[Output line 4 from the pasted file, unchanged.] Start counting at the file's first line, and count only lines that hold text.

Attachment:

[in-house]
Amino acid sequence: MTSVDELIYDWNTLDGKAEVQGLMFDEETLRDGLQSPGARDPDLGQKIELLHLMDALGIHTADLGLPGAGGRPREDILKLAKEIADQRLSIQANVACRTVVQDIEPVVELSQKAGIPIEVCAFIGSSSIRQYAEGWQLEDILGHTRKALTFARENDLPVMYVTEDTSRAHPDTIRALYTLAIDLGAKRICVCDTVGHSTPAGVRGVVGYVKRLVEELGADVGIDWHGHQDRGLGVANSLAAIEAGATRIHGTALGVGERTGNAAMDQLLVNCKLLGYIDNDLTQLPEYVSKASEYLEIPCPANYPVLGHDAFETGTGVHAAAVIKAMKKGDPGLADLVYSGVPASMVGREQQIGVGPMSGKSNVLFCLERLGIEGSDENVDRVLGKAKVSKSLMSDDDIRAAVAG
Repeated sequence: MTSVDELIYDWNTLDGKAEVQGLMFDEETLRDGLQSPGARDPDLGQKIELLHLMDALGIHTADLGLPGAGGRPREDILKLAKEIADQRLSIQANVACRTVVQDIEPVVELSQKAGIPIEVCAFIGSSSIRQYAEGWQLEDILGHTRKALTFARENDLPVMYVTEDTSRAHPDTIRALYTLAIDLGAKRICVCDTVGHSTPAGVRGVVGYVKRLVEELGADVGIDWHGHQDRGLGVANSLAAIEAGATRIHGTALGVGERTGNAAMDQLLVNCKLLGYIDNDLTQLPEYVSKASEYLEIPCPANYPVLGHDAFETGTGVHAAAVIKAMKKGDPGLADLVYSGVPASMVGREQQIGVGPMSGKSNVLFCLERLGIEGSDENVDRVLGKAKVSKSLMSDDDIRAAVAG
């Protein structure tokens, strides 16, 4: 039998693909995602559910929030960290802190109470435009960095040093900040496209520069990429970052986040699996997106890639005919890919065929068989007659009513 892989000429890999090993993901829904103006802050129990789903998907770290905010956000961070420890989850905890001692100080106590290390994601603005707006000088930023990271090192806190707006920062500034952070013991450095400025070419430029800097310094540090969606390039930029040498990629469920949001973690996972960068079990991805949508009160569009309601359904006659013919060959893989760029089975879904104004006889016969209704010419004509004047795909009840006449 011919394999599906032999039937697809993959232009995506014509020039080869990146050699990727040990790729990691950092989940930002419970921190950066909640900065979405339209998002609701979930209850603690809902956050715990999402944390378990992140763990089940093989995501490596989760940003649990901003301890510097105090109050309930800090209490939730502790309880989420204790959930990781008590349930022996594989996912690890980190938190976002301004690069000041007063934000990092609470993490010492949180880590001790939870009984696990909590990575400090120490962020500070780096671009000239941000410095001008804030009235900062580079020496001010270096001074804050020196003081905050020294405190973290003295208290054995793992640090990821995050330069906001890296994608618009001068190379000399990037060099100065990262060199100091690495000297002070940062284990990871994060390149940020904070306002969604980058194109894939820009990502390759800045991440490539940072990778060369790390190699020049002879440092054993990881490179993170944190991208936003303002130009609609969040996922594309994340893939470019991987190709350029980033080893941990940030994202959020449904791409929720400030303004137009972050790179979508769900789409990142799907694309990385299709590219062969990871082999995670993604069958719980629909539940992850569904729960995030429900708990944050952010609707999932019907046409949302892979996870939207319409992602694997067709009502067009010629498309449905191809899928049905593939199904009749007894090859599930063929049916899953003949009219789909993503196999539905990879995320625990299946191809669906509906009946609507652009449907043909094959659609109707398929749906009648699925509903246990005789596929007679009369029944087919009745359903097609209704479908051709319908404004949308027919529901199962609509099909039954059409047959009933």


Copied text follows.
């Protein structure tokens, strides 16, 4: 039998693909995602559910929030960290802190109470435009960095040093900040496209520069990429970052986040699996997106890639005919890919065929068989007659009513 892989000429890999090993993901829904103006802050129990789903998907770290905010956000961070420890989850905890001692100080106590290390994601603005707006000088930023990271090192806190707006920062500034952070013991450095400025070419430029800097310094540090969606390039930029040498990629469920949001973690996972960068079990991805949508009160569009309601359904006659013919060959893989760029089975879904104004006889016969209704010419004509004047795909009840006449 011919394999599906032999039937697809993959232009995506014509020039080869990146050699990727040990790729990691950092989940930002419970921190950066909640900065979405339209998002609701979930209850603690809902956050715990999402944390378990992140763990089940093989995501490596989760940003649990901003301890510097105090109050309930800090209490939730502790309880989420204790959930990781008590349930022996594989996912690890980190938190976002301004690069000041007063934000990092609470993490010492949180880590001790939870009984696990909590990575400090120490962020500070780096671009000239941000410095001008804030009235900062580079020496001010270096001074804050020196003081905050020294405190973290003295208290054995793992640090990821995050330069906001890296994608618009001068190379000399990037060099100065990262060199100091690495000297002070940062284990990871994060390149940020904070306002969604980058194109894939820009990502390759800045991440490539940072990778060369790390190699020049002879440092054993990881490179993170944190991208936003303002130009609609969040996922594309994340893939470019991987190709350029980033080893941990940030994202959020449904791409929720400030303004137009972050790179979508769900789409990142799907694309990385299709590219062969990871082999995670993604069958719980629909539940992850569904729960995030429900708990944050952010609707999932019907046409949302892979996870939207319409992602694997067709009502067009010629498309449905191809899928049905593939199904009749007894090859599930063929049916899953003949009219789909993503196999539905990879995320625990299946191809669906509906009946609507652009449907043909094959659609109707398929749906009648699925509903246990005789596929007679009369029944087919009745359903097609209704479908051709319908404004949308027919529901199962609509099909039954059409047959009933």